A desert highway. A remote town. A murder that won’t stay hidden.
New Year’s Eve, 1989. Eighteen-year-old Ingrid Mathers is hitchhiking her way to Alice Springs. Bored, hungover and separated from her friend Joanne, she accepts a lift to the remote town of Cutters End.
July 2021. Detective Sergeant Mark Ariti is seconded to a recently reopened case, one in which he has a personal connection. Three decades ago, a burnt and broken body was discovered in scrub off the Stuart Highway, 300km south of Cutters End. Though ultimately ruled an accidental death, many people – including a high-profile celebrity – are convinced it was murder.
When Mark’s interviews with the witnesses in the old case files go nowhere, he has no choice but to make the long journey up the highway to Cutters End.
And with the help of local Senior Constable Jagdeep Kaur, he soon learns that this death isn’t the only unsolved case that hangs over the town…
Set in the South Australian outback, Margaret Hickey’s Cutters End transports us to rural Australia and centres around a suspicious death thirty years earlier. At the time it was ruled an accident, but what really happened along that deserted and dusty highway? Was the death of Michael Denby really an accident?
This novel falls fairly easily into the rural crime and Australian Outback noir genre, and doesn’t stray too far from the stereotypical elements of the space — the flawed male detective with a troubling marriage, a young woman holding a few too many secrets, a decades-old cold case that remains unsolved, and the desolate town filled with sketchy inhabitants. You’ll know from simply glancing at the cover whether this is novel you’ll want to read.
Cutters End is definitely a commercial novel and will find many valued readers looking for some sort of escapism. This would be a great book to gift for Father’s Day.
“She returned to her papers, indecisive. Since Mark’s visit, and perhaps just before, she sensed that her life was becoming unstuck. Her hand rested on the photograph from the old newspaper clipping. Nothing seemed definite and the resolve she’d enjoyed for a number of years was slipping.”
With all rural thrillers, setting is integral. Get that wrong and you’ve lost the atmosphere. In Cutters End, Margaret captures the thick heat and humidity of rural Australia with ease — the desolate town and its silences, the houses and businesses few and far in between, with plenty of distance and solitude to commit a crime and keep it hidden. Everyone knows each other and secrets can remain hidden for years.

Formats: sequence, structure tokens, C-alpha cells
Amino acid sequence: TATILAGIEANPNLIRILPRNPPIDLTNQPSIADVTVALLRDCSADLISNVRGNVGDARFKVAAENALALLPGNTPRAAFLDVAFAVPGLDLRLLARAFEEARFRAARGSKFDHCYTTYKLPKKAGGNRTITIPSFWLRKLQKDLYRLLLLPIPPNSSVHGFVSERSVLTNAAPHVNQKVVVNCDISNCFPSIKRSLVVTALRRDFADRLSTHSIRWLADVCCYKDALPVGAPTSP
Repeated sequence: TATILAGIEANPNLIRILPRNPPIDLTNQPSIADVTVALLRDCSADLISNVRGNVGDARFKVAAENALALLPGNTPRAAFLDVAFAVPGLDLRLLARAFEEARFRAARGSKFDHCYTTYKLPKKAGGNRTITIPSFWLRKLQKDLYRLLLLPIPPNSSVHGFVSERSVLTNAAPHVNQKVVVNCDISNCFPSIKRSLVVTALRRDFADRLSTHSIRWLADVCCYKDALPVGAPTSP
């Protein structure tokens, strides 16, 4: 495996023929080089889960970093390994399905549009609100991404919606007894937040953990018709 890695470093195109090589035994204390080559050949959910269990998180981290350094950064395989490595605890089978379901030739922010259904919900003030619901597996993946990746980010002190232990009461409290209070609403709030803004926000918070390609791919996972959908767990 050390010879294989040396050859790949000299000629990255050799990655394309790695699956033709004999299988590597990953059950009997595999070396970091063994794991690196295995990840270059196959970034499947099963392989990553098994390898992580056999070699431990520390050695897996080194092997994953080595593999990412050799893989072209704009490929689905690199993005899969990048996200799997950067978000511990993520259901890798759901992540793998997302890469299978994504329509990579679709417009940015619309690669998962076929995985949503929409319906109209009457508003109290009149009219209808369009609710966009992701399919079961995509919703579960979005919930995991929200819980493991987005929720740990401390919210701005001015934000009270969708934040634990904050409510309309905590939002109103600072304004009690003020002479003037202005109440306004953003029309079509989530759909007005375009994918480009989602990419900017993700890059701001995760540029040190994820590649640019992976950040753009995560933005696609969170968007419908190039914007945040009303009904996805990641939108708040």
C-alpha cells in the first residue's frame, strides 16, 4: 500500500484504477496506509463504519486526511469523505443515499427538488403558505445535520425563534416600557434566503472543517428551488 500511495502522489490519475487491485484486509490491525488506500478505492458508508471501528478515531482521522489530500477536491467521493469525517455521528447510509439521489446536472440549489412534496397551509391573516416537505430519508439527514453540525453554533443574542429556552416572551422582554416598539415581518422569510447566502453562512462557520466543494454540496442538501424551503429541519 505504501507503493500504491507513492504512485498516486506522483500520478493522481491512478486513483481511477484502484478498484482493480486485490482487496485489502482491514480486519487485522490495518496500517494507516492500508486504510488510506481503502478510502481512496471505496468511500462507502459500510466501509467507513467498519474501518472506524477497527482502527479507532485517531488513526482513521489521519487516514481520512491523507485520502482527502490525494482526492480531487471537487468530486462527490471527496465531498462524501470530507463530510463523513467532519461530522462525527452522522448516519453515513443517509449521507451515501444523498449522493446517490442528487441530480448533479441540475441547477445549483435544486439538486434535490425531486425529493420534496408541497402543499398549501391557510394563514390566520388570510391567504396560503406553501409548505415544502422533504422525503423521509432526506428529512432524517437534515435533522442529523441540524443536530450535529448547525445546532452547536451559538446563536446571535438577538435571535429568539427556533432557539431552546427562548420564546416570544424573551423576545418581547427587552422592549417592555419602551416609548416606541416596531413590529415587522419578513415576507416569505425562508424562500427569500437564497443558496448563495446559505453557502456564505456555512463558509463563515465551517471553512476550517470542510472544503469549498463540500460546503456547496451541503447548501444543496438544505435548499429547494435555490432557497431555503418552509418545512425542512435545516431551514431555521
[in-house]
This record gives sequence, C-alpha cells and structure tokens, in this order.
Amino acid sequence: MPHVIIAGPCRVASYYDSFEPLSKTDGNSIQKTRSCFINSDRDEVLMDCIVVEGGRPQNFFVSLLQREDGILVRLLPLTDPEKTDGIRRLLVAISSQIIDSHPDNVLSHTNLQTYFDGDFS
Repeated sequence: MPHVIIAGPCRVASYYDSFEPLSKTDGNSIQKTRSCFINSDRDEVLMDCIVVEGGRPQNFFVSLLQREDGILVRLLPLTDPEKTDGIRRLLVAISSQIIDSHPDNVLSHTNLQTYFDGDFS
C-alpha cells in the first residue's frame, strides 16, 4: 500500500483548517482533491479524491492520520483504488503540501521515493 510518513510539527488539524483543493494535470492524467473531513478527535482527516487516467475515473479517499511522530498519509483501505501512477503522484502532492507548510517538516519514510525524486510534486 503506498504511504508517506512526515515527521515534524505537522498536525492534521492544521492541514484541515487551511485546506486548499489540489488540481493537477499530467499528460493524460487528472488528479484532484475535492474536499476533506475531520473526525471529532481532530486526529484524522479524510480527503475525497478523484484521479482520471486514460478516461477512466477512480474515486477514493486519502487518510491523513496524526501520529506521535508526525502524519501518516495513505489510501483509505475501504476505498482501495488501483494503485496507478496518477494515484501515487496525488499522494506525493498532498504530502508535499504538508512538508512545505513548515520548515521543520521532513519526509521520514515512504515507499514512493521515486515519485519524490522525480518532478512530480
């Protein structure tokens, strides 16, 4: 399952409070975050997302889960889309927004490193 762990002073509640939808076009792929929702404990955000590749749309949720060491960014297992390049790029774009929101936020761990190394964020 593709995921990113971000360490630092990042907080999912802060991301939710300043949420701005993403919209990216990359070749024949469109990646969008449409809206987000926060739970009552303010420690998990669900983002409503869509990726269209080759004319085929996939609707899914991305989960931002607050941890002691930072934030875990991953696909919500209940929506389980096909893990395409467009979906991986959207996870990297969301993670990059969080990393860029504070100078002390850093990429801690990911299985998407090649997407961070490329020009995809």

In most rural thrillers, evidence is lacking so the story relies on the protagonist slowly unravelling the crime secret-by-secret, and this usually stems from townsfolk. In Cutters End, whilst some evidence reveals itself over the course of the novel, Mark’s interactions with other characters and his ability to piece together clues helps him solve the crime.
“The phone rang: his mother. Mark felt the familiar pang of guilt that she was calling him and not the other way around. His mother still lived in Booralama, the country town he grew up in. The rose gardens, the long, slow, winding river and the old gum trees — the town never failed to fill him with fault nostalgia for all things young and free.”
Told with a dual timeline, moving between the 1980s/1990s and the present allows Margaret to reflect on each era. In the past, hitchhiking was incredibly common but posed significant dangers for young women. Additionally, women who were abused or hurt were rarely believed, so it was easier for crimes to go unpunished. The present storyline follows a fairly standard kind of procedural pace, with Mark finding similarities between the events in Cutters End and the notorious Milat backpacker murders.
Admittedly, I did feel like a couple of loose threads undervalued the rest of the novel, particularly around TV presenter Suzanne Miller and her interest in the case. She’s in one scene and we barely hear from her again. I felt there was a missed opportunity to incorporate her into the story, because at present it feels like you could cull her and it’d barely make a difference. Secondly, Mark’s relationship with his wife felt thinly developed, and their storyline as a whole could’ve been explored a bit more.
“As the dark paddocks rolled on by, gradually giving way to subdivisions and then traffic, he thought about his own lack of resolve over the years. He seemed to float along; things came to him and he accepted them as par for the course.”
Pacy, intriguing and exhilarating, Cutters End is recommended for fans of rural crime, such as Jane Harper, Chris Hammer and Greg Buchanan. Readership skews 25+
Thank you to the publisher for sending me a review copy in exchange for an honest review.
Penguin Random House Publishers